The price of flour sold by National Flour Mills (NFM) will be the subject of discussions today when Trade Minister Paula Gopee-Scoon meets senior officials from the company.
The meeting, called by Gopee-Scoon, follows a suggestion by NFM CEO Kelvin Mahabir that flour prices could go up next year because of the rise in wheat prices on the global market.
Speaking briefly with Newsday, the minister said, “The chairman (Nigel Roman), CEO and possibly a couple of executives will be in attendance. We have a good working relationship, so I look forward to a productive meeting.”
The parties will meet at 3.30 pm at the minister’s office, Nicholas Tower, Independence Square, Port of Spain.
Mahabir is reported as saying that if wheat prices maintain their upward trend, NFM would no longer be able to absorb the higher price of raw ingredients – wheat accounts for 60 percent to 65 percent of the company’s total imports. NFM last raised prices in 2008.
NFM has also been paying more for transportation since October, when Government reduced the diesel subsidy, as well as paying more to obtain US dollars with which it pays for wheat imports.
Mahabir said an increase was something to be considered, if not, there would be significant pressure on the company.
Hours after the article was published, the ministry issued a strongly worded statement expressing disappointment with Mahabir’s comments.
“Over the years the Government (has maintained) a facilitative working relationship with NFM...As such, the public dissemination of the likelihood of an increase in flour prices without any prior discussion is wholly unacceptable,” the Trade Ministry said in a statement.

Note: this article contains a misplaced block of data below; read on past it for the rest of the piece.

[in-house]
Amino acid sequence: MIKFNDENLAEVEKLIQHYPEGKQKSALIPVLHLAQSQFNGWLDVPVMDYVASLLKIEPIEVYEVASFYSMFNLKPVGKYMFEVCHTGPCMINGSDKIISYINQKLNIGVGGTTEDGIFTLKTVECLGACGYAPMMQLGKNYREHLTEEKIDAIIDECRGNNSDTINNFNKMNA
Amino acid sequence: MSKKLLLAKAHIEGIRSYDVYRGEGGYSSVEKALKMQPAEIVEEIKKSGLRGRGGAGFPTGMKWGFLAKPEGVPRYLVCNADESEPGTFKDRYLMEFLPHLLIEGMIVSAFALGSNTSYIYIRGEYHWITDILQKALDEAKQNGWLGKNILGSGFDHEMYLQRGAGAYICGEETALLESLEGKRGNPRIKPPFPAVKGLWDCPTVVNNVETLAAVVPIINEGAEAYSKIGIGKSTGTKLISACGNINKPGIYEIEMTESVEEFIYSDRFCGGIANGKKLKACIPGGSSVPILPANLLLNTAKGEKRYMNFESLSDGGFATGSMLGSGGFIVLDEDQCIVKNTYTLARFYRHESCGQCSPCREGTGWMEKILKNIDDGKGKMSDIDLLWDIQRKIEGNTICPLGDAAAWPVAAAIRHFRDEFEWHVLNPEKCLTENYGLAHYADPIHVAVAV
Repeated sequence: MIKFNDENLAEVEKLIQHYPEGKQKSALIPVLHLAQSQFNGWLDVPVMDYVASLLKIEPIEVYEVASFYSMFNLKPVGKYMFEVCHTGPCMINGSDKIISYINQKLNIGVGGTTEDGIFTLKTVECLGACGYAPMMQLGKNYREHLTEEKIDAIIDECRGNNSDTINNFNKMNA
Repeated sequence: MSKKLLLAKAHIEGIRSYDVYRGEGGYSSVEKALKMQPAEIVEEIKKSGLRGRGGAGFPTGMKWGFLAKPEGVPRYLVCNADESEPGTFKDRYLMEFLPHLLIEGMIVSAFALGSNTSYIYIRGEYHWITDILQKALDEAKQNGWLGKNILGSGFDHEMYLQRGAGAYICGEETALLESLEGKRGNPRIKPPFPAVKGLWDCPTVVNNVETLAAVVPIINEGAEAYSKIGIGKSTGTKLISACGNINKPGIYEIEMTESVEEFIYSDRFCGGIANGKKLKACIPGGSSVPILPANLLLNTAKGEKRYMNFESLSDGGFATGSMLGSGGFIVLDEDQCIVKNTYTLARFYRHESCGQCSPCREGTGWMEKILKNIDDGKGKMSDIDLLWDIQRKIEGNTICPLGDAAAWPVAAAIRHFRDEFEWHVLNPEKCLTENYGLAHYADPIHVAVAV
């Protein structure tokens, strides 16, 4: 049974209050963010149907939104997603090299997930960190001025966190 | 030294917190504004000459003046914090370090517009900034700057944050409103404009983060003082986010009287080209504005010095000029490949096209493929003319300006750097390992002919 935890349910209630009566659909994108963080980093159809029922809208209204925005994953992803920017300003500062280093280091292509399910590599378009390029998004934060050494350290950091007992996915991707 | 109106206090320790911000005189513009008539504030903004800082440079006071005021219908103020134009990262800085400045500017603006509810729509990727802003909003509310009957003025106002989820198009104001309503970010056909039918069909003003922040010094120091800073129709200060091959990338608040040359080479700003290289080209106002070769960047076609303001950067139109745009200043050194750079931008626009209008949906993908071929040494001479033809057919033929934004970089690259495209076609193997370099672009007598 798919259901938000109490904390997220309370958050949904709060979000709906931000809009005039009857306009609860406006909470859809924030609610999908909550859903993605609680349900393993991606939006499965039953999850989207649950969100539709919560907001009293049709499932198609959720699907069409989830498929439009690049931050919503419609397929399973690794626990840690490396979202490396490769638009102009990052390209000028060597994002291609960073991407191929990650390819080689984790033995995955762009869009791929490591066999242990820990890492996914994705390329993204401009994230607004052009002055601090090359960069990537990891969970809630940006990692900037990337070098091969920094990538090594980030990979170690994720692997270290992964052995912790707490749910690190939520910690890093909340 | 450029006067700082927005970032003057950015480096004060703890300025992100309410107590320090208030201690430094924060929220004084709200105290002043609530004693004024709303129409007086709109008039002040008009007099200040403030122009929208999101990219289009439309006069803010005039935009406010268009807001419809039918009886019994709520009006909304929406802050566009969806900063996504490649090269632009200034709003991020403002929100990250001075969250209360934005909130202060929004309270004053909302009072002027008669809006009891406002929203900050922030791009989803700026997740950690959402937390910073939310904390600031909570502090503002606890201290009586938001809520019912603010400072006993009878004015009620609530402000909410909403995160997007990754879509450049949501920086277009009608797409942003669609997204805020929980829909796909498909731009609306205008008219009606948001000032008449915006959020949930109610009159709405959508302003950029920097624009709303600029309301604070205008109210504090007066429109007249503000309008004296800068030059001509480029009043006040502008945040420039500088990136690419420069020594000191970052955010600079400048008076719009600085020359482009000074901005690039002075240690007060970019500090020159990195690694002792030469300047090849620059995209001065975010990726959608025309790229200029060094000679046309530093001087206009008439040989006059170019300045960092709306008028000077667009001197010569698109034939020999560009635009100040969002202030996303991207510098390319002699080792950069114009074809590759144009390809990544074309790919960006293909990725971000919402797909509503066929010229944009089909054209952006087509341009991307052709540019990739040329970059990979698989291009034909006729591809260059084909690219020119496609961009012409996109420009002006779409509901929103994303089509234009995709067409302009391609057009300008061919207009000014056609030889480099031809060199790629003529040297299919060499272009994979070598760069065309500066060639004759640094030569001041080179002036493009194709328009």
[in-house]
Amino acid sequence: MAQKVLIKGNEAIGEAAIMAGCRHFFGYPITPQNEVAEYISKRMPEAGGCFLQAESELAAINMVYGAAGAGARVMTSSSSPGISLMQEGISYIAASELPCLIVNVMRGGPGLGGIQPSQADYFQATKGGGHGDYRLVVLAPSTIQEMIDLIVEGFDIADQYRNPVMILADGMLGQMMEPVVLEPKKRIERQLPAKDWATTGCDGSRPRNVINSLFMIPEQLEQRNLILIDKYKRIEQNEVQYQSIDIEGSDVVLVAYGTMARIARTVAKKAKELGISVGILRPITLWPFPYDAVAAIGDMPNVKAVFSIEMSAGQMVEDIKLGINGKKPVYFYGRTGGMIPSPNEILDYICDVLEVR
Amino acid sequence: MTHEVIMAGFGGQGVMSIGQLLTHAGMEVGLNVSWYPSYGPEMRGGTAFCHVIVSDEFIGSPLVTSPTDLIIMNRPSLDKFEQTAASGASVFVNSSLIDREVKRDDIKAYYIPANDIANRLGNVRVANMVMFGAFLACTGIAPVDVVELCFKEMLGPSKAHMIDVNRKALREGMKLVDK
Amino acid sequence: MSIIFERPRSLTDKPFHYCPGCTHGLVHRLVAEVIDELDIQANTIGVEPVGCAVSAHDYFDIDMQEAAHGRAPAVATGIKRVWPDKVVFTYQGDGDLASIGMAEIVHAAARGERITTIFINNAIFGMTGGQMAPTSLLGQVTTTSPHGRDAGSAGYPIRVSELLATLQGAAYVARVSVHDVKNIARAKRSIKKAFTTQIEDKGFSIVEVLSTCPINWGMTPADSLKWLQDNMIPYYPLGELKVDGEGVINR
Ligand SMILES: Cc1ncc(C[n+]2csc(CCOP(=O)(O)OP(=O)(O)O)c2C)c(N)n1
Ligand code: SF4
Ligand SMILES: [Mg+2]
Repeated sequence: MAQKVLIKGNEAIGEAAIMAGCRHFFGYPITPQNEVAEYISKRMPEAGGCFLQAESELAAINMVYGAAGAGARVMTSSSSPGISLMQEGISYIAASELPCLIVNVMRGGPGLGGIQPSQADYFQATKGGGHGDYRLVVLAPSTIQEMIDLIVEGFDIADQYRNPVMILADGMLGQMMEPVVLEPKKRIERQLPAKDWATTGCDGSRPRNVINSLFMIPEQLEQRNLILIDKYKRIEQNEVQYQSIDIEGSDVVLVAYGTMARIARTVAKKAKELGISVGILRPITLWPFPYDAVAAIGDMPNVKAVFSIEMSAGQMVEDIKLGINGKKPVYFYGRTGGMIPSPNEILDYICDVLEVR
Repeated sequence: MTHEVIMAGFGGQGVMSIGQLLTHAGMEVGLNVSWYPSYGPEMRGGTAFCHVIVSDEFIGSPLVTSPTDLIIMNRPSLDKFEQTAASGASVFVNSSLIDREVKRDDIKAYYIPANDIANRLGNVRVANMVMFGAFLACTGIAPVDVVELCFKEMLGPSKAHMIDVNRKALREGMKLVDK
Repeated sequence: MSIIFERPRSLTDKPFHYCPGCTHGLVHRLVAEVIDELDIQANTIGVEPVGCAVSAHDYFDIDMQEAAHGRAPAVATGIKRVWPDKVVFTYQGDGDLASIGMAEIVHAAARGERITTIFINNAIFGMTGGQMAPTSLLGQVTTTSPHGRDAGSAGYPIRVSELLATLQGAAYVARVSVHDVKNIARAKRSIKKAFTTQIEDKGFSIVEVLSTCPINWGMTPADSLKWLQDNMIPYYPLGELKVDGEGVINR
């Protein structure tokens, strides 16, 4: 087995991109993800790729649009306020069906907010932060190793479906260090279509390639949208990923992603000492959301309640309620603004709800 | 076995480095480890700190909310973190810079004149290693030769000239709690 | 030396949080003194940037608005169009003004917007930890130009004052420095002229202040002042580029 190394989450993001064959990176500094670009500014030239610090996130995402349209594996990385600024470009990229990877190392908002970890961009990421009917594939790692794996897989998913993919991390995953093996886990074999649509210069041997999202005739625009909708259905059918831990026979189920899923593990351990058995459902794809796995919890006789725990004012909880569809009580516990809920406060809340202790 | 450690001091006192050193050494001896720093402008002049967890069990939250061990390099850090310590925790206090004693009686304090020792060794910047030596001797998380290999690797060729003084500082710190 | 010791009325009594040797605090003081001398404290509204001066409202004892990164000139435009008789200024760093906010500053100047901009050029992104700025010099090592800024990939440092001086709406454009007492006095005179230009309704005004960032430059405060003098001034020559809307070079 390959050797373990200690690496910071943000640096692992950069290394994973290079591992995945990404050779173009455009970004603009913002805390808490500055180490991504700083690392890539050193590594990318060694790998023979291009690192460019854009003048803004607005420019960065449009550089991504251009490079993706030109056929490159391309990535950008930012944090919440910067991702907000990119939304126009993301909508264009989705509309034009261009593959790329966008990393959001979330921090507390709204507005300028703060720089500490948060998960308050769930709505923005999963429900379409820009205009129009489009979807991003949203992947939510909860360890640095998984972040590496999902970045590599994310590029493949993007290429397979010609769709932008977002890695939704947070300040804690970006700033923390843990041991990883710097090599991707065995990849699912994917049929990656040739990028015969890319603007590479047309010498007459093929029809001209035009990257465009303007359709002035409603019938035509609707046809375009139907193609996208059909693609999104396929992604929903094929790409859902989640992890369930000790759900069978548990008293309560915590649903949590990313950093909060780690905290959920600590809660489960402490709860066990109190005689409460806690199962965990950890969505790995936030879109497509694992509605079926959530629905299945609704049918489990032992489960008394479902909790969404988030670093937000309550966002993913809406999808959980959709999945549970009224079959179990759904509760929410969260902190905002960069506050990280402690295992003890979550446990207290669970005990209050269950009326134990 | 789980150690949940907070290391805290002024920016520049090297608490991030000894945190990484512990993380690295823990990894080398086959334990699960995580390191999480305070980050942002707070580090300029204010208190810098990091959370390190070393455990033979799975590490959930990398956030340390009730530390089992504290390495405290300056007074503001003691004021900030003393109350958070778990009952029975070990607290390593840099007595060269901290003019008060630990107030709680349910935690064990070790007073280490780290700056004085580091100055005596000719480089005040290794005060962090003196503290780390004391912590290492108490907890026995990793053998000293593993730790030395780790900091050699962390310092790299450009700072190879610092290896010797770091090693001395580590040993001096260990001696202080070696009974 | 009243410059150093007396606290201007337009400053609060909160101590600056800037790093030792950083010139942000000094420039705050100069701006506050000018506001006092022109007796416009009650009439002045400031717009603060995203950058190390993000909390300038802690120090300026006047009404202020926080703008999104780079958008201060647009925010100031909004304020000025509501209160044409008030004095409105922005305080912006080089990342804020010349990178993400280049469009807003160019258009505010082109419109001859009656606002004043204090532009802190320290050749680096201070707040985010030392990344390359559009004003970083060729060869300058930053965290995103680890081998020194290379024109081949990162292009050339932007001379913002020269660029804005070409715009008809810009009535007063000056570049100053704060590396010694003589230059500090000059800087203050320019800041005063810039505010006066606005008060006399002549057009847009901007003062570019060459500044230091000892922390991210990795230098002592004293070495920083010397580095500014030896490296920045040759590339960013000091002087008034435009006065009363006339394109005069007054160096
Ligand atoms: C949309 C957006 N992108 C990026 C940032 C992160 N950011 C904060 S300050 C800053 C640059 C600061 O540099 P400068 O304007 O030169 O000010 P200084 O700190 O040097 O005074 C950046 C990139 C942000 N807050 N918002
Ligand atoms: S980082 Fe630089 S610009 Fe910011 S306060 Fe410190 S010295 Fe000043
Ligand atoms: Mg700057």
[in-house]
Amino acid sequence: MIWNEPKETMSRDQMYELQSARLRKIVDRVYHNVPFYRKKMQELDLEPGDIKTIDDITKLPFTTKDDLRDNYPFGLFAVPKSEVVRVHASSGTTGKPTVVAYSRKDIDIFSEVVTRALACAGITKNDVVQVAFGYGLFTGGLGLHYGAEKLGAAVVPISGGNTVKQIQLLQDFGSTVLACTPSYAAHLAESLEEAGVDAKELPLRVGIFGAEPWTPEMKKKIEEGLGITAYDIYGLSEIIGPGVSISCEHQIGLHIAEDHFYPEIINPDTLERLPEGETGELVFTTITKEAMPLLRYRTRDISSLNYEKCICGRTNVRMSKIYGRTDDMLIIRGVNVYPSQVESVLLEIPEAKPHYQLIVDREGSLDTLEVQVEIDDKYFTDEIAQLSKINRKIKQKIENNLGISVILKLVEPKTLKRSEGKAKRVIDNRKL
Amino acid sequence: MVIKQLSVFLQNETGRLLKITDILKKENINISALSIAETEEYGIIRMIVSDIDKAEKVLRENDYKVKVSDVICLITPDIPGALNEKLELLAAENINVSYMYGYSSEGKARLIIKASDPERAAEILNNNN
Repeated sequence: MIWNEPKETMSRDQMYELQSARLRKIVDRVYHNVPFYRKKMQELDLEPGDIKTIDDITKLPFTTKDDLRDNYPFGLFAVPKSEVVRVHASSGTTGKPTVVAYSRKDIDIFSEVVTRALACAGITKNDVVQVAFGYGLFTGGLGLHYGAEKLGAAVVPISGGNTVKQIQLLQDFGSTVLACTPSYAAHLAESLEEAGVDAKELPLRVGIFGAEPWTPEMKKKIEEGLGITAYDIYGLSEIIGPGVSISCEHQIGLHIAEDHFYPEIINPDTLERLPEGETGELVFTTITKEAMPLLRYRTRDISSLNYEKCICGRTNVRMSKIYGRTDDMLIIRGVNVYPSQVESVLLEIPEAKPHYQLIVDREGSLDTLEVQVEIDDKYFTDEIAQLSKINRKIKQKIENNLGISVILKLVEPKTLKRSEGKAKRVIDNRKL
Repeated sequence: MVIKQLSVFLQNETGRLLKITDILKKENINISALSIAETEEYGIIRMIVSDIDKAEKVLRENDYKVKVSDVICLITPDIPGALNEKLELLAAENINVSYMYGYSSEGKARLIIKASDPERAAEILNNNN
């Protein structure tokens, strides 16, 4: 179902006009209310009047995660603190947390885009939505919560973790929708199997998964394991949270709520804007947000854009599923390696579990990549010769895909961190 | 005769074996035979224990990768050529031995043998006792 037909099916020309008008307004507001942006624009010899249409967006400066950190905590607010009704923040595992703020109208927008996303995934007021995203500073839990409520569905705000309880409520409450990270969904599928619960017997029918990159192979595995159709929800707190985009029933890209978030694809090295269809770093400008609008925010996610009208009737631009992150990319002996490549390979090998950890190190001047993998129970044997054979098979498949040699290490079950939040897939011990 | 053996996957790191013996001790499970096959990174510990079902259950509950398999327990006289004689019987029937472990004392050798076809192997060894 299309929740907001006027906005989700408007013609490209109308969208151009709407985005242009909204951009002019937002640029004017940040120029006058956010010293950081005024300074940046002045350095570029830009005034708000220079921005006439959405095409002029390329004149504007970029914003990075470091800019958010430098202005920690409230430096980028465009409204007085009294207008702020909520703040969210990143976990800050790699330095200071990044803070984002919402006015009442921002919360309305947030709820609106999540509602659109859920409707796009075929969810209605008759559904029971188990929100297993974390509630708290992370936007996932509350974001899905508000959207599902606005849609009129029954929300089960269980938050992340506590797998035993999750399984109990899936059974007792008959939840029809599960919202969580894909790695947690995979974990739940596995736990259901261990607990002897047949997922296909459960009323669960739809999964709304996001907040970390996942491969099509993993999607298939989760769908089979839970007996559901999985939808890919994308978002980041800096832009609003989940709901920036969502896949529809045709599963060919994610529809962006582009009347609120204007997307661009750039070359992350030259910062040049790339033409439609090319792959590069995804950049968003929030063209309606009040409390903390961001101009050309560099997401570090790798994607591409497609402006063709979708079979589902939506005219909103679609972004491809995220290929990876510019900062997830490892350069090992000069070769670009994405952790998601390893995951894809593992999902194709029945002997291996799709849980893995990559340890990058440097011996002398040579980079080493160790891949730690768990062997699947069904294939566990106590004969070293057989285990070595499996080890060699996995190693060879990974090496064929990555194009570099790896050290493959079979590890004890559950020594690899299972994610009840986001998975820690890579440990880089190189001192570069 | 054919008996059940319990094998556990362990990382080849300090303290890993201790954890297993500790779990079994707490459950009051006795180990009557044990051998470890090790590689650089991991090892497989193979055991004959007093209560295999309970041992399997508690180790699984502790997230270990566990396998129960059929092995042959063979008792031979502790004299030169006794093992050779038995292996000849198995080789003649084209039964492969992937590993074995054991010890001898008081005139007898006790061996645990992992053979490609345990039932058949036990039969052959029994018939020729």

Although NFM’s unaudited financial statements for the nine months ended September 30, 2017 showed a 23 percent decline in profitability, the ministry said the company “has still been able to meet its financial obligations and maintain a satisfactory cash flow position.”
It is the mandate of the minister that NFM place specific emphasis on penetrating foreign markets, new product development, reviewing hedging policies, improving cost structure by revising contractual arrangements and process efficiencies in all of its the business segments.
“The Government is mindful of NFM’s responsibility to all its shareholders to be profitable. However, given the widespread implications that will undoubtedly arise, price adjustments will not be supported at this time,” the Trade Ministry stated.